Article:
- The Bill has deleted the provision that protects a bribe giver from prosecution, for any statement made by him during a corruption trial. This may deter bribe givers from appearing as witnesses in court.
- The Bill has replaced the definition of criminal misconduct. It now requires that the intention to acquire assets disproportionate to income also be proved, in addition to possession of such assets. Thus, the threshold to establish the offence of possession of disproportionate assets has been increased by the Bill.
- By redefining the offence of criminal misconduct, the Bill does not cover circumstances where the public official: (i) uses illegal means, (ii) abuses his position, or (iii) disregards public interest and obtains a valuable thing or reward for himself or another person.
- Under the Act, the guilt of the person is presumed for the offences of taking a bribe, being a habitual offender or abetting an offence. The Bill amends this provision to only cover the offence of taking a bribe.
No proposal to ‘invade’ individual’s right to privacy: Govt on social media hub plans
- Whether the government has proposed to set up a Social Media Communication Hub to monitor, collect and analyse data across all major social media platforms.
- This question became significant when the Supreme Court asked the government whether its move to create a Social Media Hub was to tap people’s WhatsApp messages, observing that it will be like creating a “surveillance state
- The government proposes to set up the hub to “facilitate information flow regarding its polices and programmes through social media platforms i.e. Facebook, Twitter, Instagram, Youtube etc.
- However there is no proposal to “invade” an individual’s right to privacy and freedom of speech as stated by Minister of State for Information and Broadcasting Rajyavardhan Rathore.
Naga Accord: Prepare rehab scheme for cadres who surrender, House panel tells MHA
- A parliamentary standing committee asked the Ministry of Home Affairs (MHA) to prepare a detailed and generous rehabilitation-cum-settlement scheme for the NCSN-IM cadres who will surrender as per of the Naga Accord.
- The panel also expressed deep concern over the large number of kidnappings in Assam, mostly of women, and surge in insurgency in Arunachal Pradesh, which it termed as “alarming”, more than 81 per cent, of victims are women.
- It recommended that an inter-state investigation may be carried out to find out reasons for this high rate of kidnappings of women.
- It recommended that the “government should, nevertheless, proactively, stay prepared for any kind of scenario that may emerge in the aftermath of the agreement, and keep the security forces and intelligence agencies on the alert.
EC inaugurates a new Manufacturing Facility For EVM Production At Bharat Electronics Limited, Bangalore.
- The Election Commissioner Shri Sunil Arora has established state-of-the-art secure manufacturing facilities for manufacture of digital certified EVM/VVPATs as per the advise of Technical Experts Committee of ECI
- During this occasion Braille EPI Cards were also Distributed for the First Time in Karnataka to Visually Impaired Voters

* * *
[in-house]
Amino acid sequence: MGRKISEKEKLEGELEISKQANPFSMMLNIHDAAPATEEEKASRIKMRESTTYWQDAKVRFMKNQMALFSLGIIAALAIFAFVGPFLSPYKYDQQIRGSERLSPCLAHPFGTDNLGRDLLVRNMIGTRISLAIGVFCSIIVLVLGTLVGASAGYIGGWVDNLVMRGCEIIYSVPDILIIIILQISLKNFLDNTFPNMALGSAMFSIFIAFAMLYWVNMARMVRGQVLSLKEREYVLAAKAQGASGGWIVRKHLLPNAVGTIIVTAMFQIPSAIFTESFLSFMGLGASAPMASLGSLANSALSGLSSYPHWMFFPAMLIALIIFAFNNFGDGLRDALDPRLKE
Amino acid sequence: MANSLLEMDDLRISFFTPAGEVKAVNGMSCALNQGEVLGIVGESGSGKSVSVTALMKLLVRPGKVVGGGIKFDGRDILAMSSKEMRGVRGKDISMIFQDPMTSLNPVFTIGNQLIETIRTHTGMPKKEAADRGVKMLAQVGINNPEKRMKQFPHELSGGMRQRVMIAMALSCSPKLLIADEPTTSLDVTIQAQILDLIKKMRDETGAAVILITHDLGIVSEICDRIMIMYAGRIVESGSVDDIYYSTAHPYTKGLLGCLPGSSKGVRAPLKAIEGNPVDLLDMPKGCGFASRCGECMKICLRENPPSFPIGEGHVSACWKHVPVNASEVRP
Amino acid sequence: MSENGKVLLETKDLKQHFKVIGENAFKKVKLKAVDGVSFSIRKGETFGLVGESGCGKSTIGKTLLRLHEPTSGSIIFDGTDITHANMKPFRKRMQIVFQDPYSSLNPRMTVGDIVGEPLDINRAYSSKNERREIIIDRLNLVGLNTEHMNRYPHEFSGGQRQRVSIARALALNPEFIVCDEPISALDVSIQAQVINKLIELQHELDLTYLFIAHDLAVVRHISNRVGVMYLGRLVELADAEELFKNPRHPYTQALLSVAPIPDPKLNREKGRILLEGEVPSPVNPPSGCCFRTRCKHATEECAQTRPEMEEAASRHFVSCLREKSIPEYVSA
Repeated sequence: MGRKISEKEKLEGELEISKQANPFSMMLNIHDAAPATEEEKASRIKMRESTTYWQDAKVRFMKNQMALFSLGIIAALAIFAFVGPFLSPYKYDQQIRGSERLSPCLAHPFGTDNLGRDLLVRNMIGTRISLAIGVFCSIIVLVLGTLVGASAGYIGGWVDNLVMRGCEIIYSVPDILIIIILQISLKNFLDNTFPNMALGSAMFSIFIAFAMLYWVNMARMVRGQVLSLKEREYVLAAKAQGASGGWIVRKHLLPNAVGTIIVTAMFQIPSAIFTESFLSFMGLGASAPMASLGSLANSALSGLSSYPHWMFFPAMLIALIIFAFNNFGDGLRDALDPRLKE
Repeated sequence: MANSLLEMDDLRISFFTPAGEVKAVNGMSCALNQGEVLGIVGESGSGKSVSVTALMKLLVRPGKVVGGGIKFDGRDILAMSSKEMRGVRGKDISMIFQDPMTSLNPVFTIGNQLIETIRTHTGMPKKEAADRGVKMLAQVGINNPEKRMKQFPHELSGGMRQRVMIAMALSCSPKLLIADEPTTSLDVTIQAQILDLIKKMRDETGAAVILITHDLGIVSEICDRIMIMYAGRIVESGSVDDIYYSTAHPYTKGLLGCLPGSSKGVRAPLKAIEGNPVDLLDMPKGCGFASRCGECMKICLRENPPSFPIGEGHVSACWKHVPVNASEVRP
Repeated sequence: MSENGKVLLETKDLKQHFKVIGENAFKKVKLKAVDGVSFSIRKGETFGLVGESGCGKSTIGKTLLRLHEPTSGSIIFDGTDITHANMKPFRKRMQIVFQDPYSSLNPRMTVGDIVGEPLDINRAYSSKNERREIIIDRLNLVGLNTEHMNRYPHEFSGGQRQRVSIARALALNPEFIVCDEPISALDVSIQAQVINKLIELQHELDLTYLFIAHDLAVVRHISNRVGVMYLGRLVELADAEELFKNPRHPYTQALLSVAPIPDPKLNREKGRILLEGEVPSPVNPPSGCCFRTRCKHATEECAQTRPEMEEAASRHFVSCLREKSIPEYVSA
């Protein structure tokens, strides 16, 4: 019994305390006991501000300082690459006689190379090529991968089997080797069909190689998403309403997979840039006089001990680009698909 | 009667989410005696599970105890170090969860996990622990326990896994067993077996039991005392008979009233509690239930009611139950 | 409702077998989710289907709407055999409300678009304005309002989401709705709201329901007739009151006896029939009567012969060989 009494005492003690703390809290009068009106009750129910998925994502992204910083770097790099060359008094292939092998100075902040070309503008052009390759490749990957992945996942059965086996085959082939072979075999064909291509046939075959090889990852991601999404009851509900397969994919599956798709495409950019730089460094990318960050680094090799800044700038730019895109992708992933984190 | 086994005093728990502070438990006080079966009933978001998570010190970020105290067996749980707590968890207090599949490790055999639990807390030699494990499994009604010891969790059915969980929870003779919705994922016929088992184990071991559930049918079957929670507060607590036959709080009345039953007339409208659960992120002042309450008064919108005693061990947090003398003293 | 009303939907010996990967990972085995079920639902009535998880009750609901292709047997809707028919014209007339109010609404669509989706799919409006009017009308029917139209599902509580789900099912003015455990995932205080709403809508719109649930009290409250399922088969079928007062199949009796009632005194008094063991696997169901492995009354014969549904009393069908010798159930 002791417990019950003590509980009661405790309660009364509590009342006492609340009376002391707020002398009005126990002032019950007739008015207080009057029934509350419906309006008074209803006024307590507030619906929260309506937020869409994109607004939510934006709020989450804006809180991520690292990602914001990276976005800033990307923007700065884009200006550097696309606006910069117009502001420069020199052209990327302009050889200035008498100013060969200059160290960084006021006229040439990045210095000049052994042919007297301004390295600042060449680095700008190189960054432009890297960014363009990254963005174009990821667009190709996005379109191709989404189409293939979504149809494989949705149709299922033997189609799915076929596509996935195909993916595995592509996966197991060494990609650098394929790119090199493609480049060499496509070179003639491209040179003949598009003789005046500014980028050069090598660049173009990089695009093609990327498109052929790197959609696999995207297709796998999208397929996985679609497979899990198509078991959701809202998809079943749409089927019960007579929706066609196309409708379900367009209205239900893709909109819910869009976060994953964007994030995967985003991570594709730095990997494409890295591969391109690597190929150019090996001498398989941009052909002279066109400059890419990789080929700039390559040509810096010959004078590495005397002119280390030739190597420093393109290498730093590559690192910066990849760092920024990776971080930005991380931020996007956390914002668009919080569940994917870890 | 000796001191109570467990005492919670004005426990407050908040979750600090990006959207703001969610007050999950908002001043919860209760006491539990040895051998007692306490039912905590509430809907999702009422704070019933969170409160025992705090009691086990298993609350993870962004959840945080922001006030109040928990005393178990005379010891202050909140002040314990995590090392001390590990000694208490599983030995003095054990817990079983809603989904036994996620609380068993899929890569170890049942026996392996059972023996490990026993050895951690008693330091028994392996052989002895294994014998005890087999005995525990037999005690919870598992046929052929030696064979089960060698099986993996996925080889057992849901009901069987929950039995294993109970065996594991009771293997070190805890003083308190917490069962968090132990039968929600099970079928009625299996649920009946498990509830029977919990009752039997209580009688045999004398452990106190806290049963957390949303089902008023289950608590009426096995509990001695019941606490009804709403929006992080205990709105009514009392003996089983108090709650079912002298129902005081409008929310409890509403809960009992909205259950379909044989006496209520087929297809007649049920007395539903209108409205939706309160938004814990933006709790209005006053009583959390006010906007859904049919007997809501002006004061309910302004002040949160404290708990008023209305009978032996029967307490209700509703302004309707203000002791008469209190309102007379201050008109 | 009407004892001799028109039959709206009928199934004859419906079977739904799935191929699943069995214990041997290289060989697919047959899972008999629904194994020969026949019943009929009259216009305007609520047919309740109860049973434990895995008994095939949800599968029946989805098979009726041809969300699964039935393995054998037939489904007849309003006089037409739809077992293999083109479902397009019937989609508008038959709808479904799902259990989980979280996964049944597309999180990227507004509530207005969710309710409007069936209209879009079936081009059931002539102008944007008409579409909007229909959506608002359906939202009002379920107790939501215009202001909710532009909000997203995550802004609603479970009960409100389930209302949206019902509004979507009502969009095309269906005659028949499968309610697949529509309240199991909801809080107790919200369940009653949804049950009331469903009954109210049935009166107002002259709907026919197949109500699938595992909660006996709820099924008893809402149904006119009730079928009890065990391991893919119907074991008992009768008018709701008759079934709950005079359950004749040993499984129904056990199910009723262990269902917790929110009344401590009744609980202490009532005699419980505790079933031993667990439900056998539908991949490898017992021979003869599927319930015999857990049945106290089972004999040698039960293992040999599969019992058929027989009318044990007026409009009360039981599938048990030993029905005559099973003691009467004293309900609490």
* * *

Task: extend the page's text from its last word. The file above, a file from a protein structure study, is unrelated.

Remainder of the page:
Russia tests new nuclear weapons after summit with Trump
- Russia’s military is testing an array of new nuclear and other weapons, from a high-powered laser weapon system to a nuclear-powered cruise missile with “unlimited” range.
- It has tested the Burevestnik cruise missile on the ground and is now readying flight tests.
- Also they are practicing use of the Peresvet high-powered laser weapon system, and launching trials of the Poseidon underwater nuclear drone.
- This comes after the meeting happened between Trump and Putin about continuing START treaty.
Burevestnik cruise missile:
- The Burevestnik (Stormbringer in English) or “Unstoppable” as it was named in Western media, is an intercontinental cruise missile designed to attack a variety of important enemy targets, such as command posts, missile defence bases, and radars. It is a new type of strategic weapons that do not use ballistic flight paths on the way to the target.
- The main purpose of the new cruise missiles is the suppression of the operational bases of the probable enemy and the destruction of interceptor-based missile defenсe systems or group of ships with Aegis Ballistic Missile Defenсe System.
- The missile has an intercontinental range in excess of 10,000+ kilometers (probably close to 20,000 kilometers) and may be equipped with a nuclear warhead.
- The key element of the cruise missile is a nuclear power unit which allegedly provides an intercontinental range. The missile is expected to follow any trajectory to reach its intended target. The first test firing of the Burevestnik cruise missile occurred in late 2017.
Poseidon underwater drone
- Poseidon or Status-6 or Kanyon (American code name)) is a nuclear-powered and nuclear-armed unmanned underwater vehicle under development by the Russian Federation that can deliver conventional and nuclear payloads.
- It may be able to deliver a thermonuclear cobalt bomb of up to 100 megatonnes against enemy’s naval ports and coastal cities.
- In 2018, the U.S. Nuclear Posture Review stated that Russia is developing a “new intercontinental, nuclear armed, nuclear-powered, undersea autonomous torpedo”.
- The Poseidon weapon is designed to create a tsunami wave up to 500 metres (1,600 ft) tall, which would contaminate a wide area on an enemy’s coast with radioactive isotopes, as well as being immune to anti-missile defence systems such as anti-ballistic missiles, laser weapons and railguns that might disable an ICBM or a SLBM.